The report includes sector-specific data on artists, managers, promoters, booking agents, venues, festivals, ticketing companies and technical suppliers, as well as case studies from some of those affected and comment from industry leaders.

“The Culture Recovery Fund is a help, especially to grassroots music venues,” continues Carey. “However, larger companies are going to be hit harder, and without ongoing government investment in protecting this industry, the UK will lose its place as a cultural leader in live entertainment.

“Moreover, the skills we lose in this time will significantly hinder the sector’s ability to recover and return to driving economic growth and supplying UK jobs.”

Download the report here.


This article forms part of IQ’s Covid-19 resource centre – a knowledge hub of essential guidance and updating resources for uncertain times.

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UK’s new job scheme: Live still faces ‘grim future’

The UK’s live industry has reacted to the government’s new Jobs Support Scheme and Winter Economy Plan, unveiled earlier today by chancellor Rishi Sunak.

The emergency scheme will see the government and firms top up workers’ wages, covering up to two-thirds of their hours for the next six months, after the furlough scheme ends on 31 October. This means employers will have to pay 55% of an employee’s pay and the government will cover 22%.

As part of the Winter Economy Plan, the temporary reduction of VAT rates from 20% to 5% for the hospitality sector will remain in place until 31 March 2021, rather than 13 January.

The announcements have garnered lukewarm reactions from some of the industry’s key figures – many of which have emphasised that the new scheme will only go part way to sustaining the sector.

“We welcome this economy-wide intervention from the chancellor. However, it still leaves many hundreds of thousands of workers in events, arts and cultural parts of the economy with a grim future,” says Digital, Culture, Media and Sport (DCMS) committee chair Julian Knight.

“The truth is, three times as many people in these sectors are currently on furlough than the national average, which suggests that the Job Support Scheme may not be able to stop unprecedented redundancies and many organisations from facing extinction.”

“It still leaves many hundreds of thousands of workers in cultural parts of the economy with a grim future”

Earlier today, the chair of the DCMS Committee today made recommendations to Oliver Dowden, secretary of state for Digital, Culture, Media and Sport, calling for immediate and robust action by the government to prevent culture sector from collapse.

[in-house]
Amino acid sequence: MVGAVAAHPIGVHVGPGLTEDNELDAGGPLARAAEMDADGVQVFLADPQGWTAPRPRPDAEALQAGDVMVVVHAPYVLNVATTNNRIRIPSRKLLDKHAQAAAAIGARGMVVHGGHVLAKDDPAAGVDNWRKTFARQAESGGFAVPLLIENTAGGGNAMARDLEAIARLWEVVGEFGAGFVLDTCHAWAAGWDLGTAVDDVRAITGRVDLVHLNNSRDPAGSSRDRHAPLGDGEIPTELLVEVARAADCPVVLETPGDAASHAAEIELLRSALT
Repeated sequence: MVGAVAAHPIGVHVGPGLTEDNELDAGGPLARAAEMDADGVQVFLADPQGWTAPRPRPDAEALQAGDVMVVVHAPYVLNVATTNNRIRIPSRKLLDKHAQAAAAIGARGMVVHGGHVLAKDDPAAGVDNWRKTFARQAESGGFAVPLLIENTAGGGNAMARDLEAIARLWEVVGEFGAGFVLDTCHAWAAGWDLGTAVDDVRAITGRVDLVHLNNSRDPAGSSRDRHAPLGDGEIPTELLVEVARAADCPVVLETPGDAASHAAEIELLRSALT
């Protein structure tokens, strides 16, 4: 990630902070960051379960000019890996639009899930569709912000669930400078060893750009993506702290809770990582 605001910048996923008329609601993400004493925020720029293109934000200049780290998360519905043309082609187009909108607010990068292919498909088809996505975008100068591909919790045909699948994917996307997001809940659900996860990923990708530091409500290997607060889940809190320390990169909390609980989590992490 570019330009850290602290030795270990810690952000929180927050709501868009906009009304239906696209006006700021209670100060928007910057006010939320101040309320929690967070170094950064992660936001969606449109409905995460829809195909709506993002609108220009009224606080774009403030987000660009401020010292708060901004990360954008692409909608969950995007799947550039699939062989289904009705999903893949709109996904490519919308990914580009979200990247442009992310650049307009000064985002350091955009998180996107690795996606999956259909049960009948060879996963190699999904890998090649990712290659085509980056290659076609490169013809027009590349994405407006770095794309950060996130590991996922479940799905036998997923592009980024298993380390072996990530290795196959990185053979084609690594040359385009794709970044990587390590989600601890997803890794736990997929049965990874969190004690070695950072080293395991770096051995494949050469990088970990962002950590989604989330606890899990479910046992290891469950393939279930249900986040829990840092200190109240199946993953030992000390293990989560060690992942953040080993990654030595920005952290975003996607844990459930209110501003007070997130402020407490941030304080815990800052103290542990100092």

Elsewhere, Michael Kill, CEO at Night Time Industries Association, says he’s grateful and relieved that the News Jobs Support Scheme is throwing a “much-needed lifeline to hundreds of thousands of workers in the night-time economy,” but stresses that more support will be needed.

“We are seeking more clarity about what this announcement means for the majority of businesses in the night-time economy who do not know when, or if, they will be able to reopen their doors. These businesses cannot be allowed to collapse as the diversity and creativity of the UK’s night-time economy will die with them.

“We are also very concerned that the extension of business support loans will result in more painful debt for those already overburdened financially, many of whom are languishing in up to three-quarters of commercial rent debt with no certainty on when this will be due.

“More support will be needed. The majority of our sector is still unable to even open and trade. Night-time economy businesses have been unfairly targeted by the new 10 pm curfew, which we believe has no scientific basis and will prevent businesses from rebuilding the necessary revenue to stay afloat. The government must rethink this curfew and consider further sector-specific support for our industry if it wants to save Britain’s most loved cultural institutions.”

“No part of the live music industry is in a position to pay 55% of its employees’ salaries”

Mark Dayvd, CEO of Music Venue Trust, says: “The measures announced today do not address the need for the UK government to support different sectors of our society which are subject to different restrictions because of its own actions to control the virus. This is a very specific challenge to the live music industry, which is not permitted to trade by government restrictions but has not seen any sector support directly offered in this financial intervention.”